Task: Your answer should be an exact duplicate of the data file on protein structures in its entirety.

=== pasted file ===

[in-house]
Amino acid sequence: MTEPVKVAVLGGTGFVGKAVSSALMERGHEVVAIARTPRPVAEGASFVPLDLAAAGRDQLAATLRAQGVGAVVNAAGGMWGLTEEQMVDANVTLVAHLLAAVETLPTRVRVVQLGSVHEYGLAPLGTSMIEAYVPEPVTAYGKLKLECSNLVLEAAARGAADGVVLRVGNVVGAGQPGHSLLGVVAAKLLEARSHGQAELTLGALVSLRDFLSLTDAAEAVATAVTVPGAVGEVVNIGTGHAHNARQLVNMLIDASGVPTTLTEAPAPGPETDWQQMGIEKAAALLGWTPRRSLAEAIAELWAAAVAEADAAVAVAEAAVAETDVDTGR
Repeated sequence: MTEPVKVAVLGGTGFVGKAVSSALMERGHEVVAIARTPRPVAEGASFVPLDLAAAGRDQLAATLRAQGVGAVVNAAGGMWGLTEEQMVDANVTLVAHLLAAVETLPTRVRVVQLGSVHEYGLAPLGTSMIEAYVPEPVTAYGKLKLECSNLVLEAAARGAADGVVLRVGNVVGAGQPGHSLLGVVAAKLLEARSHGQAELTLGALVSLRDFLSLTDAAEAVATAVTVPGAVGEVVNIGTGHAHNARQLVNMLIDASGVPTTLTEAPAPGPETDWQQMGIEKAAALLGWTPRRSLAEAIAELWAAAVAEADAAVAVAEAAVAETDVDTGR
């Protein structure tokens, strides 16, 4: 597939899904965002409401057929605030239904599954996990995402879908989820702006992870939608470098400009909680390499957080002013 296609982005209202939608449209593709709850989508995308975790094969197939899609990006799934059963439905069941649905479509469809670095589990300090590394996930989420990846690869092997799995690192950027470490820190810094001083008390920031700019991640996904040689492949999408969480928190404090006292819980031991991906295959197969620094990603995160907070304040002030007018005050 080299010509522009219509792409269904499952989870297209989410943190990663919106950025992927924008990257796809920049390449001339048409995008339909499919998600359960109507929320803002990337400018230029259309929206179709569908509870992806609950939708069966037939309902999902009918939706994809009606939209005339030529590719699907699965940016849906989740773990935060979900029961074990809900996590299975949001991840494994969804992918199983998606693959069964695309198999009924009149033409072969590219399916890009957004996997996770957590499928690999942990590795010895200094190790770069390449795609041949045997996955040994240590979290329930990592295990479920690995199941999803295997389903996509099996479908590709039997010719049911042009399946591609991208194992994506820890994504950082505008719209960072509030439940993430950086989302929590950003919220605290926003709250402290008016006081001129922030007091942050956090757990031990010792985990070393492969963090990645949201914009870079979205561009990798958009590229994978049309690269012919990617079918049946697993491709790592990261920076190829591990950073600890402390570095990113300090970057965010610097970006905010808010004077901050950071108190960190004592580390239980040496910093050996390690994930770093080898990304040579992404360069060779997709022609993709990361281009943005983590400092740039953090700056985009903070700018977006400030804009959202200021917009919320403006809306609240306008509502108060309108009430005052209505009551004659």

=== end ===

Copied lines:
[in-house]
Amino acid sequence: MTEPVKVAVLGGTGFVGKAVSSALMERGHEVVAIARTPRPVAEGASFVPLDLAAAGRDQLAATLRAQGVGAVVNAAGGMWGLTEEQMVDANVTLVAHLLAAVETLPTRVRVVQLGSVHEYGLAPLGTSMIEAYVPEPVTAYGKLKLECSNLVLEAAARGAADGVVLRVGNVVGAGQPGHSLLGVVAAKLLEARSHGQAELTLGALVSLRDFLSLTDAAEAVATAVTVPGAVGEVVNIGTGHAHNARQLVNMLIDASGVPTTLTEAPAPGPETDWQQMGIEKAAALLGWTPRRSLAEAIAELWAAAVAEADAAVAVAEAAVAETDVDTGR
Repeated sequence: MTEPVKVAVLGGTGFVGKAVSSALMERGHEVVAIARTPRPVAEGASFVPLDLAAAGRDQLAATLRAQGVGAVVNAAGGMWGLTEEQMVDANVTLVAHLLAAVETLPTRVRVVQLGSVHEYGLAPLGTSMIEAYVPEPVTAYGKLKLECSNLVLEAAARGAADGVVLRVGNVVGAGQPGHSLLGVVAAKLLEARSHGQAELTLGALVSLRDFLSLTDAAEAVATAVTVPGAVGEVVNIGTGHAHNARQLVNMLIDASGVPTTLTEAPAPGPETDWQQMGIEKAAALLGWTPRRSLAEAIAELWAAAVAEADAAVAVAEAAVAETDVDTGR
């Protein structure tokens, strides 16, 4: 597939899904965002409401057929605030239904599954996990995402879908989820702006992870939608470098400009909680390499957080002013 296609982005209202939608449209593709709850989508995308975790094969197939899609990006799934059963439905069941649905479509469809670095589990300090590394996930989420990846690869092997799995690192950027470490820190810094001083008390920031700019991640996904040689492949999408969480928190404090006292819980031991991906295959197969620094990603995160907070304040002030007018005050 080299010509522009219509792409269904499952989870297209989410943190990663919106950025992927924008990257796809920049390449001339048409995008339909499919998600359960109507929320803002990337400018230029259309929206179709569908509870992806609950939708069966037939309902999902009918939706994809009606939209005339030529590719699907699965940016849906989740773990935060979900029961074990809900996590299975949001991840494994969804992918199983998606693959069964695309198999009924009149033409072969590219399916890009957004996997996770957590499928690999942990590795010895200094190790770069390449795609041949045997996955040994240590979290329930990592295990479920690995199941999803295997389903996509099996479908590709039997010719049911042009399946591609991208194992994506820890994504950082505008719209960072509030439940993430950086989302929590950003919220605290926003709250402290008016006081001129922030007091942050956090757990031990010792985990070393492969963090990645949201914009870079979205561009990798958009590229994978049309690269012919990617079918049946697993491709790592990261920076190829591990950073600890402390570095990113300090970057965010610097970006905010808010004077901050950071108190960190004592580390239980040496910093050996390690994930770093080898990304040579992404360069060779997709022609993709990361281009943005983590400092740039953090700056985009903070700018977006400030804009959202200021917009919320403006809306609240306008509502108060309108009430005052209505009551004659």